With a charge led by one Wayne B. Wheeler and Andrew Volstead, Americans met with the Great Experiment of Temperance, or the National Prohibition Act (the 18th Amendment) at midnight on January 17, 1920. Although the bill was vetoed by then president Woodrow Wilson, it was overwhelmingly passed both in House and Senate. This Amendment prohibited the manufacturing, sale and consumption of alcohol. Within minutes of the enactment of Prohibition, the first crime erupted when $100,000 worth of whiskey was stolen from a train in Chicago. Prohibition then gave birth to a new industry gripped by grizzly mobsters and bootleggers. Average citizens were lured by the siren song of the speakeasy.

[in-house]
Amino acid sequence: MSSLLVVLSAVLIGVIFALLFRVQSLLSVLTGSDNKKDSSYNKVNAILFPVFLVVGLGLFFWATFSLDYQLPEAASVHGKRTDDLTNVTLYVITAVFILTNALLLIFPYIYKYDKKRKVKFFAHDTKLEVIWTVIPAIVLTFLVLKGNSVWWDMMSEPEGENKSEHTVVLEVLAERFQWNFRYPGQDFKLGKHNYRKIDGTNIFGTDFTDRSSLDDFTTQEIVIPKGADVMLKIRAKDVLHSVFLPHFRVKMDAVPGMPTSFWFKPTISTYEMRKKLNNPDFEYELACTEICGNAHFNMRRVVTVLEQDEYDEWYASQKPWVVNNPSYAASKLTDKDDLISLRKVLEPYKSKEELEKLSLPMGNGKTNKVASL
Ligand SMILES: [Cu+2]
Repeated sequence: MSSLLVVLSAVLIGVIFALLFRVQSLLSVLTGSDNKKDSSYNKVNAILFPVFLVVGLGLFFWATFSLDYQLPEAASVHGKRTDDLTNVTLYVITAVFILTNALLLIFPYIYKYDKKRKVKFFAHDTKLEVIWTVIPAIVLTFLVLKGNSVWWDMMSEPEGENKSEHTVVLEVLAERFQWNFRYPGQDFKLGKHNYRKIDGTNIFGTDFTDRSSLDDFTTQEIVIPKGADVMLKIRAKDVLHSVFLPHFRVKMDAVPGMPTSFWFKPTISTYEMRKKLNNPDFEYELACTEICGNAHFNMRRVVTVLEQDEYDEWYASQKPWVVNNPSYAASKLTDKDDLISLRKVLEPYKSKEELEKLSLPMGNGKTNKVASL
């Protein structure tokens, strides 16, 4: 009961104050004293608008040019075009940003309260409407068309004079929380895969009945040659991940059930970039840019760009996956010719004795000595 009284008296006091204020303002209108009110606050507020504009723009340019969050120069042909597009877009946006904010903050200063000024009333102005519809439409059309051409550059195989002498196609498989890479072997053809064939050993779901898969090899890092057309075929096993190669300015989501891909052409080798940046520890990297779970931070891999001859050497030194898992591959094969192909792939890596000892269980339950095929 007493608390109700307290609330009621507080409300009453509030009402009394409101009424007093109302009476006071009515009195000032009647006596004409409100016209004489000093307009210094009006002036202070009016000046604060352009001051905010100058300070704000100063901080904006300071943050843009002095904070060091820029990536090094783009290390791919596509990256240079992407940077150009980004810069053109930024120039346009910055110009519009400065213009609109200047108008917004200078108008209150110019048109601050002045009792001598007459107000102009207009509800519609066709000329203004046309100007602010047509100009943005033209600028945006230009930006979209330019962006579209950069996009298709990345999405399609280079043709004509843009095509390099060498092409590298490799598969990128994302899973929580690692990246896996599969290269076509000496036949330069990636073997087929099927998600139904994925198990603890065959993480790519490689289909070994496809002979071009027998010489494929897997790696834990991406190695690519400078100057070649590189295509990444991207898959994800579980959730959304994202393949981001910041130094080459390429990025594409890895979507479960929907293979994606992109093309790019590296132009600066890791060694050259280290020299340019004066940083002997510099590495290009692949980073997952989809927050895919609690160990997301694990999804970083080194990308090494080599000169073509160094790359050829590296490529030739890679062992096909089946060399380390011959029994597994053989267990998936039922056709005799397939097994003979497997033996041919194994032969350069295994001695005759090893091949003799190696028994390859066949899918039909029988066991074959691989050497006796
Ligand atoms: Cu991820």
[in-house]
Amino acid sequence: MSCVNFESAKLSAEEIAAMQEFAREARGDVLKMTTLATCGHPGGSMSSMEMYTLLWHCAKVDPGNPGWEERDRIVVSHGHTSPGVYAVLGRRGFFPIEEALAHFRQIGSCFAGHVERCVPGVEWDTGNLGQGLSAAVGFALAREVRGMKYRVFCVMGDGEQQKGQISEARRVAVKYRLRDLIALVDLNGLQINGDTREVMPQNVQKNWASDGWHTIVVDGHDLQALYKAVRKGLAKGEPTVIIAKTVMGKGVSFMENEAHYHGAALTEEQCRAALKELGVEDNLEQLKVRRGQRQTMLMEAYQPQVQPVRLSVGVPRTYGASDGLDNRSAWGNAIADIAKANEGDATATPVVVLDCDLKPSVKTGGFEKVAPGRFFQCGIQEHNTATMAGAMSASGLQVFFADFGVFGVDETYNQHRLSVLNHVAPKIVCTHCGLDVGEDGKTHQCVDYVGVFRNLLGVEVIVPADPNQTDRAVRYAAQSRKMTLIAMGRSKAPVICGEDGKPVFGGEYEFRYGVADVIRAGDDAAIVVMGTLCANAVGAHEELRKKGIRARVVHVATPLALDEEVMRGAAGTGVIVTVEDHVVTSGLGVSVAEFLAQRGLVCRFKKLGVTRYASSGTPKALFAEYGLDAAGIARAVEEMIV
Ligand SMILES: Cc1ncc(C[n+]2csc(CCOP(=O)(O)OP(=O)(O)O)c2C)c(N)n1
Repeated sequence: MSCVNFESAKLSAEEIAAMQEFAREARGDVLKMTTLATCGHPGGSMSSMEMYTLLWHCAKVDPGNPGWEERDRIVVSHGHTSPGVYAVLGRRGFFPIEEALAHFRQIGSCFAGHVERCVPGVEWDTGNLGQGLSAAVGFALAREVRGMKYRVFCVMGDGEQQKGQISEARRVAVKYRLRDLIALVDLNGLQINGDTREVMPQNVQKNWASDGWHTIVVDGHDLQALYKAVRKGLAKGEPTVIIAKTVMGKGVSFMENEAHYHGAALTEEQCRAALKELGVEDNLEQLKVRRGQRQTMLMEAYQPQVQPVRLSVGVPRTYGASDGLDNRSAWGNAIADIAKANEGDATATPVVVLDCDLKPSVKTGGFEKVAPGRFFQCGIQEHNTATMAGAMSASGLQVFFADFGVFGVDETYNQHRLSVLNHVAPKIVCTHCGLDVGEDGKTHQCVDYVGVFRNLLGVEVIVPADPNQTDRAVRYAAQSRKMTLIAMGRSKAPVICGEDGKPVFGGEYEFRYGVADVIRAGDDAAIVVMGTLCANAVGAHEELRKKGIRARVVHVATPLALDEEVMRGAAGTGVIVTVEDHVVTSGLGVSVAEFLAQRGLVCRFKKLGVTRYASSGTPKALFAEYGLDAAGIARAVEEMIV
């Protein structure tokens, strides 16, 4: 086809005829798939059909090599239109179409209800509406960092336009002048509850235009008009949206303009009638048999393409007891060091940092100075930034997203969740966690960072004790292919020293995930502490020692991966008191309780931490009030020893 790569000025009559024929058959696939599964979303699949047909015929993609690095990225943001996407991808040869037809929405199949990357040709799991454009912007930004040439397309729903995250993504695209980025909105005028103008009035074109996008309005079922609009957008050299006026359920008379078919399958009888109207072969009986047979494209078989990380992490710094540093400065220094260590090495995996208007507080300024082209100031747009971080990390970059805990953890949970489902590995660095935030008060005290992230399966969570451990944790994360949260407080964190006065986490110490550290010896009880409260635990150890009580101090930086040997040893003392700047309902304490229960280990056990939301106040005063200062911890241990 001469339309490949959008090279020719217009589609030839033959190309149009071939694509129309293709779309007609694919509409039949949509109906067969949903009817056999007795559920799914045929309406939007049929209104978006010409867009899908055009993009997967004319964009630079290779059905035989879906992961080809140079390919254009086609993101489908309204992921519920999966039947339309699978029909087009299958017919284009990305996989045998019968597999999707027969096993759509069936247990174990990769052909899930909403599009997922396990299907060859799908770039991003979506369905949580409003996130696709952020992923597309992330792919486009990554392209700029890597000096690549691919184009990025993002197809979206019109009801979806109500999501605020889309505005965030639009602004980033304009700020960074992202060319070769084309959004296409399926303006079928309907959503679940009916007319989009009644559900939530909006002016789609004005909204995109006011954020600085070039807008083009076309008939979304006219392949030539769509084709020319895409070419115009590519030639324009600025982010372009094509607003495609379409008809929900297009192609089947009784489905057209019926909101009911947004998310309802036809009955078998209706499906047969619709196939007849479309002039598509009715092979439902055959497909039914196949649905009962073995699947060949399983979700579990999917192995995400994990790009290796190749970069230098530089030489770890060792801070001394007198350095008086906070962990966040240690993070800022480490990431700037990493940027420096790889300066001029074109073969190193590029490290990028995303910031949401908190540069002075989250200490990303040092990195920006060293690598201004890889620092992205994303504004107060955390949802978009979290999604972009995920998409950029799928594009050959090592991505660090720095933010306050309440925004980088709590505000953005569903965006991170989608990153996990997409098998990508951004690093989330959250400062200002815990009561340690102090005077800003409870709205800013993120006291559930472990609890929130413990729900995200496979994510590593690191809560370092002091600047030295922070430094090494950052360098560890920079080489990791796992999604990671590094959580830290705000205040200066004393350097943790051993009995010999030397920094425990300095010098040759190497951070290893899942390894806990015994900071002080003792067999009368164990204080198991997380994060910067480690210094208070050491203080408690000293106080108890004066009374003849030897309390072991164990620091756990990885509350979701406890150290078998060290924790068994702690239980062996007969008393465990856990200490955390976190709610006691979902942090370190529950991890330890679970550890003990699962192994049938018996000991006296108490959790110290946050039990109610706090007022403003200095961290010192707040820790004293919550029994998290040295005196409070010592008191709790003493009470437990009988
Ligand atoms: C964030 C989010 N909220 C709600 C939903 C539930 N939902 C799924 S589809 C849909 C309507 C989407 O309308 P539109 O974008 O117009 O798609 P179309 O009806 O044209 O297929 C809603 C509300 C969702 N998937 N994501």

Prohibition called for trials for anyone charged with an alcohol-related offense, and juries often failed to convict. Under the state of New York’s Mullan-Gage Act, a short-lived local version of the Volstead Act, the first 4,000 arrests led to just six convictions and not one jail sentence. Prohibition was deemed a failure and was dismantled by the Twenty-first Amendment which was ratified on December 5, 1933. Continue reading